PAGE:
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  • br Materials and methods br Conflicts of interest Some

    2022-08-05


    Materials and methods
    Conflicts of interest Some of the peptidomimetic compounds in this work are the subject of the patent application “Peptidomimetics for Imaging the Ghrelin Receptor”, WO/2016/191865 A1, December 8th, 2016.
    Acknowledgements Special thanks go to Rebecca McGirr (Lawson Health Research Institute) for the preparation of HEK293/ghrelin receptor cells for use in the receptor-ligand binding assays. We would also like to thank Prostate Cancer Canada and the Canadian Institutes of Health Research for funding this study.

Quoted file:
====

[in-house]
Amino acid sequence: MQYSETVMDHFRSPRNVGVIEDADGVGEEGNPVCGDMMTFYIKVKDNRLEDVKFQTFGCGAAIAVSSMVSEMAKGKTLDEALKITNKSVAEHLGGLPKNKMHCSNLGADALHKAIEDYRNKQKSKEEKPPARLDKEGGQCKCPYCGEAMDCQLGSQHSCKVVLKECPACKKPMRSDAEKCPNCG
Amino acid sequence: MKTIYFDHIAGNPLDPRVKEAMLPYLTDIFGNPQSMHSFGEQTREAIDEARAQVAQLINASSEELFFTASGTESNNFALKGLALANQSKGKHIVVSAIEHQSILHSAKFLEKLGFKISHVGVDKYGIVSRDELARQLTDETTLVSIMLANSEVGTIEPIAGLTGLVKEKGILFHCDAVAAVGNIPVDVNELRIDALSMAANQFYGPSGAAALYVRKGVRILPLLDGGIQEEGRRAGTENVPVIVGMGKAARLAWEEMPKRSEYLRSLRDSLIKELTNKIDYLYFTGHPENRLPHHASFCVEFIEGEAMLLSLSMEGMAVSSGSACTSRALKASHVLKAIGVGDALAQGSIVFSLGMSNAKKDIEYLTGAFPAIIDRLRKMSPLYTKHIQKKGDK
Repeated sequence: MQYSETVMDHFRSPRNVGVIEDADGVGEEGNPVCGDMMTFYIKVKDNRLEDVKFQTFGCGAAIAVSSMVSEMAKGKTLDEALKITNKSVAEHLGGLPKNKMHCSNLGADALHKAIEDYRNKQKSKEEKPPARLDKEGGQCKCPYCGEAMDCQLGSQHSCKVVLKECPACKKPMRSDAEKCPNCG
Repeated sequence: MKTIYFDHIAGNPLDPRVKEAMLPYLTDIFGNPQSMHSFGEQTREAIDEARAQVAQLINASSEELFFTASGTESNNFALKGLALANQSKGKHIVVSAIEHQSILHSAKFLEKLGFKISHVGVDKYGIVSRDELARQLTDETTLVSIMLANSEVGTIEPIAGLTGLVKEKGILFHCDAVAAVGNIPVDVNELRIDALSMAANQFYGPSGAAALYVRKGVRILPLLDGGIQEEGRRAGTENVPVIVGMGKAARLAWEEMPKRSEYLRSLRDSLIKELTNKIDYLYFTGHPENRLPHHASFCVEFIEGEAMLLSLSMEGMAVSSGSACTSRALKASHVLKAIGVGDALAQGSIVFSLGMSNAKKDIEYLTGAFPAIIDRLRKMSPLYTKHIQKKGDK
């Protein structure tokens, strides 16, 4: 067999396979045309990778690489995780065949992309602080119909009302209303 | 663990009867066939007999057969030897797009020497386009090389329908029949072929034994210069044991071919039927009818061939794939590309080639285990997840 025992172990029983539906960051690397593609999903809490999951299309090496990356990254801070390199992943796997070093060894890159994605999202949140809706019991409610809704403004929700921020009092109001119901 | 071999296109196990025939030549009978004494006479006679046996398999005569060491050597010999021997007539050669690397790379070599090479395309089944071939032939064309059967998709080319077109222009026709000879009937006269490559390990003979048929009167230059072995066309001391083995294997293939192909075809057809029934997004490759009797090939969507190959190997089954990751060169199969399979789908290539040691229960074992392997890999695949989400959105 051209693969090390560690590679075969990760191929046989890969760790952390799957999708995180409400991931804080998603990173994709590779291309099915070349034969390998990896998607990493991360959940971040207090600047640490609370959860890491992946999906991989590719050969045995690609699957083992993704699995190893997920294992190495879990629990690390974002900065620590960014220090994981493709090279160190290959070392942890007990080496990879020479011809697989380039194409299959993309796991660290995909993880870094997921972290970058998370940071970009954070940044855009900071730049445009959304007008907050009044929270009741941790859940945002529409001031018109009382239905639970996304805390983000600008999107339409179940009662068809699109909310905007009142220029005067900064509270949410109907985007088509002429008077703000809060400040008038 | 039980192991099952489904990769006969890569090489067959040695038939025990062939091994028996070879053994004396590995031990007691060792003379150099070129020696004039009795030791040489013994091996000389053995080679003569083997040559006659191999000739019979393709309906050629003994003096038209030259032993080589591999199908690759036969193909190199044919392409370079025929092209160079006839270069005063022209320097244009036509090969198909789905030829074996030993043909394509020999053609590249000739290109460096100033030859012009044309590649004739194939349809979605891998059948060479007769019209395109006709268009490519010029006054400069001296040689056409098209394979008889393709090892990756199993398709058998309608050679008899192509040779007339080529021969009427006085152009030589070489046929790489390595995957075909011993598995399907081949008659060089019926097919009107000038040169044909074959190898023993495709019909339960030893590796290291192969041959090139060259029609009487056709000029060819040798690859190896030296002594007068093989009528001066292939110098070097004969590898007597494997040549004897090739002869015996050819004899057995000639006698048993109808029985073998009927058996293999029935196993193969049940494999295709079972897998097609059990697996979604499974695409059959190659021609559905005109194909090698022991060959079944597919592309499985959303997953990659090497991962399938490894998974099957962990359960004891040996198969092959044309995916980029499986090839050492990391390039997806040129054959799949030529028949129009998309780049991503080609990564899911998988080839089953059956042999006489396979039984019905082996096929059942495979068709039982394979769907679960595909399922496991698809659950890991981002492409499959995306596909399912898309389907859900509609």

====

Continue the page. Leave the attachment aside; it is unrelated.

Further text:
Background Alcohol use disorder (AUD) is a chronic relapsing disease characterized by allostatic changes in the brain's reward, stress, and executive function systems. AUD has a complex etiology and pathophysiology, as multiple genetic and environmental factors contribute to the development and progression of this disorder [1,2]. Despite the considerable medical, psychosocial, and economic burden associated with excessive alcohol use, treatment options for AUD, including pharmacotherapies, are limited in number and efficacy [3]. To date, most of the research in this regard has been focused on central mechanisms involved in AUD. Recently, there has been a growing interest in understanding the role of peripheral pathways (e.g., endocrine system, immune factors, gut microbiome) and their communication with the brain, with the ultimate goal of identifying novel therapeutic targets for addictive behaviors [[4], [5], [6], [7], [8]]. Notably, different components of the gut-brain axis have been shown to regulate normal behavioral functions, as well as pathophysiological processes that underlie neuropsychiatric disorders such as AUD [[9], [10], [11]]. One hormone that links the gastrointestinal and central nervous systems (CNS), and has begun to be investigated in relation to addictive behaviors, is ghrelin. Ghrelin is a 28-amino Nevirapine peptide synthesized by enteroendocrine cells primarily located in the gastric mucosa [12,13]. Preproghrelin is a precursor polypeptide (117 amino acids) encoded by the GHRL gene on chromosome 3; following post-translational cleavage, the ghrelin peptide is produced [14]. A fraction of this peptide, named des-acyl-ghrelin, is then modified by the ghrelin-O-acyltransferase (GOAT) enzyme to acyl-ghrelin [15]. Acyl-ghrelin is known as “active” ghrelin as it binds to and activates the ghrelin main receptor, named growth hormone secretagogue receptor 1a (GHS-R1a) [16]. While less is known about the physiological role of des-acyl ghrelin, some studies suggest that this peptide in not completely “inactive” [17,18]. GHS-R1a is a G protein-coupled receptor (GPCR) encoded by the GHSR gene on chromosome 3, and is widely expressed in both peripheral (e.g., gut, pancreas, thyroid, adipose tissue) and central (e.g., hypothalamus, ventral tegmental area, amygdala, hippocampus, Edinger-Westphal nucleus) tissues [[19], [20], [21]]. Notably, GHS-R1a has high constitutive (ligand-independent) activity [22] and forms heterodimers with other GPCRs, including GHS-R1b (i.e., another variant of the ghrelin receptor with less known functions), dopamine D1 and D2 receptors, serotonin 2C receptor, melanocortin 3 receptor, and somatostatin receptor 5 [[23], [24], [25]]. While ghrelin, GOAT, and GHS-R1a represent the mainly known components of the “ghrelin system”, a peptide primarily synthesized in the small intestines and the liver, named liver-expressed antimicrobial peptide 2 (LEAP2), has been recently identified as an endogenous antagonist of the GHS-R1a [[26], [27], [28]] (Fig. 1). Ghrelin is known as the “hunger hormone”, given its role in stimulating both homeostatic and hedonic food intake and regulating energy balance [[29], [30], [31], [32], [33]]. In addition to these key functions, ghrelin has been shown to influence neurobiological pathways underlying addictive behaviors. Specifically, ghrelin interacts with the mesolimbic dopaminergic system and plays an important regulatory role in reward processing [[34], [35], [36], [37], [38], [39]]. There is also a close link between ghrelin and stress-related mechanisms, indicating a role for ghrelin in processing negative emotional states [[40], [41], [42], [43]]. Moreover, ghrelin has been shown to be involved in neuroprotection, cognition, and executive functioning [[44], [45], [46], [47], [48], [49]]. Both preclinical and clinical studies suggest that alcohol consumption may have acute and chronic effects on the ghrelin system. In two independent rodent studies [50,51], alcohol intake altered peripheral concentrations of ghrelin in the blood, as well as gene expression of the ghrelin receptor in several brain regions, including nucleus accumbens (NAc), ventral tegmental area (VTA), amygdala, prefrontal cortex (PFC), and hippocampus. The magnitude and direction of these effects seemed to be dependent on alcohol preference, length of exposure, and amount of consumption, among other possible factors. Human laboratory studies have consistently shown that peripheral ghrelin levels are suppressed by both oral and intravenous acute alcohol administration [[52], [53], [54], [55], [56], [57]]. Most studies in alcohol-dependent individuals report that peripheral ghrelin levels are reduced during alcohol drinking and are increased during alcohol abstinence [[58], [59], [60], [61], [62], [63], [64]]. Finally, a recently published report from a large population-based study found a positive correlation between self-reported quantity of alcohol consumption and serum ghrelin concentrations [65].